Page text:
A Tricky, but Important Topic in Times Such as These John11:1-45, Lent 5, Mar 29, 2020

1 Now a certain man was ill, Lazarus of Bethany, the village of Mary and her sister Martha. 2 Mary was the one who anointed the Lord with perfume and wiped his feet with her hair; her brother Lazarus was ill. 3 So the sisters sent a message to Jesus, “Lord, he whom you love is ill.” 4 But when Jesus heard it, he said, “This illness does not lead to death; rather it is for God’s glory, so that the Son of God may be glorified through it.” 5 Accordingly, though Jesus loved Martha and her sister and Lazarus, 6 after having heard that Lazarus was ill, he stayed two days longer in the place where he was. 7 Then after this he said to the disciples, “Let us go to Judea again.” 8 The disciples said to him, “Rabbi, the Jews were just now trying to stone you, and are you going there again?” 9 Jesus answered, “Are there not twelve hours of daylight? Those who walk during the day do not stumble, because they see the light of this world. 10 But those who walk at night stumble, because the light is not in them.” 11 After saying this, he told them, “Our friend Lazarus has fallen asleep, but I am going there to awaken him.” 12 The disciples said to him, “Lord, if he has fallen asleep, he will be all right.” 13 Jesus, however, had been speaking about his death, but they thought that he was referring merely to sleep. 14 Then Jesus told them plainly, “Lazarus is dead. 15 For your sake I am glad I was not there, so that you may believe. But let us go to him.” 16 Thomas, who was called the Twin, said to his fellow disciples, “Let us also go, that we may die with him.”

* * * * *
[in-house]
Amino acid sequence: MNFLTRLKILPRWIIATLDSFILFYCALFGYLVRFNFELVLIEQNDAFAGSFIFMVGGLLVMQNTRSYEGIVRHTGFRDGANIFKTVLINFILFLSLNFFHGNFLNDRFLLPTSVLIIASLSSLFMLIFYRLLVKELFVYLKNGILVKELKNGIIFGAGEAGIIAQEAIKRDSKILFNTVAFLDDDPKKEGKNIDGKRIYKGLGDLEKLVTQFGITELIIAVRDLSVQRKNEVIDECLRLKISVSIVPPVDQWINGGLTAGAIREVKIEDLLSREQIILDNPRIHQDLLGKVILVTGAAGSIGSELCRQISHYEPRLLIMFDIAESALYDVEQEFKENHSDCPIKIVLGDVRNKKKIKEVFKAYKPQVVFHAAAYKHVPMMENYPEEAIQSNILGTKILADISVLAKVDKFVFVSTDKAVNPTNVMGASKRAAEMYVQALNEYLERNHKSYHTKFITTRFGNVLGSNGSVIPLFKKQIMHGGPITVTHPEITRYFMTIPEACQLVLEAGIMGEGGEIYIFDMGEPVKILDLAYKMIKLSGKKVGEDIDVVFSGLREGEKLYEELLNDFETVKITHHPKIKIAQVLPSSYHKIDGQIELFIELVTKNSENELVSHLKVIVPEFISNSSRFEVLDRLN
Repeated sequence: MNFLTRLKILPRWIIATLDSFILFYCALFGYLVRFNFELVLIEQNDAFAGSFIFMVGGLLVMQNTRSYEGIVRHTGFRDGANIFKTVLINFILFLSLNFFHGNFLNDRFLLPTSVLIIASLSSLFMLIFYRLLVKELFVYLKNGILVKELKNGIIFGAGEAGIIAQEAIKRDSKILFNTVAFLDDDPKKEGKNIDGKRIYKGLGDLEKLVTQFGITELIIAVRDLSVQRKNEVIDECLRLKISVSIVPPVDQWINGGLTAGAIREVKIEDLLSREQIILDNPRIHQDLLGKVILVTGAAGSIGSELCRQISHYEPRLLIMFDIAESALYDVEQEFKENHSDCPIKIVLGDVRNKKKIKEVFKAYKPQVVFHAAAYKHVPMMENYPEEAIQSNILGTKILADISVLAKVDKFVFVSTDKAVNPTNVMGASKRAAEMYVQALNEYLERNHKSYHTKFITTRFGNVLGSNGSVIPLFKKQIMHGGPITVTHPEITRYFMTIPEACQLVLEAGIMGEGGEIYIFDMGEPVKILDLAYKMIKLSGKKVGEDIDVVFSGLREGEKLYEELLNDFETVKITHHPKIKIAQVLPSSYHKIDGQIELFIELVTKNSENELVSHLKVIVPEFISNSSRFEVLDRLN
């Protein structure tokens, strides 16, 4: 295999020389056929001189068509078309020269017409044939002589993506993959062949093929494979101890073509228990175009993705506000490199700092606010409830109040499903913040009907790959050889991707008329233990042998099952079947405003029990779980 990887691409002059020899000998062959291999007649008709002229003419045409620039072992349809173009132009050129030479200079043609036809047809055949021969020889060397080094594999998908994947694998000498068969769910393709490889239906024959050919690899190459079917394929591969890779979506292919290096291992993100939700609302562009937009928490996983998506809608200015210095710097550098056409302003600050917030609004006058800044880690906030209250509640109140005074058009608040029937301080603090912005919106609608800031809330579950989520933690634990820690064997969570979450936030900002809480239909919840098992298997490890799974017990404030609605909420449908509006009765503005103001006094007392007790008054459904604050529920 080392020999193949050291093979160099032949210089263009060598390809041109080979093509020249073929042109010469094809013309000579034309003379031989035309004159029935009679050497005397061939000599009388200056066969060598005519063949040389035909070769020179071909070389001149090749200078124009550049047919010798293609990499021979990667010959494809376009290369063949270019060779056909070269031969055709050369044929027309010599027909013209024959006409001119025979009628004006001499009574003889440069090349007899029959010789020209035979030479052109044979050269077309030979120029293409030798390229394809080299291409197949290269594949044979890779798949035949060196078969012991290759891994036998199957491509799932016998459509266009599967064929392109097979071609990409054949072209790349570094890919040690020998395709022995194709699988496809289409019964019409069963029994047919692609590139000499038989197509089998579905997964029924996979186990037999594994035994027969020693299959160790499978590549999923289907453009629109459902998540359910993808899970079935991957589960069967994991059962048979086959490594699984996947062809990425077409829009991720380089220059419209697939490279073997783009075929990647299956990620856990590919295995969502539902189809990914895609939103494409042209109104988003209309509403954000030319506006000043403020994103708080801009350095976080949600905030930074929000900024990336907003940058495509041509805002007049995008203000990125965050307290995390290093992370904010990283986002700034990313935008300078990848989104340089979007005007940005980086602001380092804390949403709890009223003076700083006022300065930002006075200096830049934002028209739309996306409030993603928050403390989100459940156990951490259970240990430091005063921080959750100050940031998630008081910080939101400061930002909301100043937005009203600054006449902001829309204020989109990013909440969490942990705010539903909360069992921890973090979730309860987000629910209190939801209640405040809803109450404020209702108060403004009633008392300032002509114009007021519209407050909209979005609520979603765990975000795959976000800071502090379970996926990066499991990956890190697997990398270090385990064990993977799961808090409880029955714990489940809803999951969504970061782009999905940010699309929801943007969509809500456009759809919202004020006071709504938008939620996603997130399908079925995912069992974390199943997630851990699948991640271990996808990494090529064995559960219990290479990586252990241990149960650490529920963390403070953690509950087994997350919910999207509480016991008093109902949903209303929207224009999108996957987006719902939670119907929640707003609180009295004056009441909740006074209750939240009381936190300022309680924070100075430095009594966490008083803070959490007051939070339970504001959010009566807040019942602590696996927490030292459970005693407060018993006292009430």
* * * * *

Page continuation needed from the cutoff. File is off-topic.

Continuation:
17 When Jesus arrived, he found that Lazarus had already been in the tomb four days. 18 Now Bethany was near Jerusalem, some two miles away, 19 and many of the Jews had come to Martha and Mary to console them about their brother. 20 When Martha heard that Jesus was coming, she went and met him, while Mary stayed at home. 21 Martha said to Jesus, “Lord, if you had been here, my brother would not have died. 22 But even now I know that God will give you whatever you ask of him.” 23 Jesus said to her, “Your brother will rise again.” 24 Martha said to him, “I know that he will rise again in the resurrection on the last day.” 25 Jesus said to her, “I am the resurrection and the life. Those who believe in me, even though they die, will live, 26 and everyone who lives and believes in me will never die. Do you believe this?” 27 She said to him, “Yes, Lord, I believe that you are the Messiah, the Son of God, the one coming into the world.”

28 When she had said this, she went back and called her sister Mary, and told her privately, “The Teacher is here and is calling for you.” 29 And when she heard it, she got up quickly and went to him. 30 Now Jesus had not yet come to the village, but was still at the place where Martha had met him. 31 The Jews who were with her in the house, consoling her, saw Mary get up quickly and go out. They followed her because they thought that she was going to the tomb to weep there. 32 When Mary came where Jesus was and saw him, she knelt at his feet and said to him, “Lord, if you had been here, my brother would not have died.” 33 When Jesus saw her weeping, and the Jews who came with her also weeping, he was greatly disturbed in spirit and deeply moved. 34 He said, “Where have you laid him?” They said to him, “Lord, come and see.” 35 Jesus began to weep. 36 So the Jews said, “See how he loved him!” 37 But some of them said, “Could not he who opened the eyes of the blind man have kept this man from dying?” 38 Then Jesus, again greatly disturbed, came to the tomb. It was a cave, and a stone was lying against it.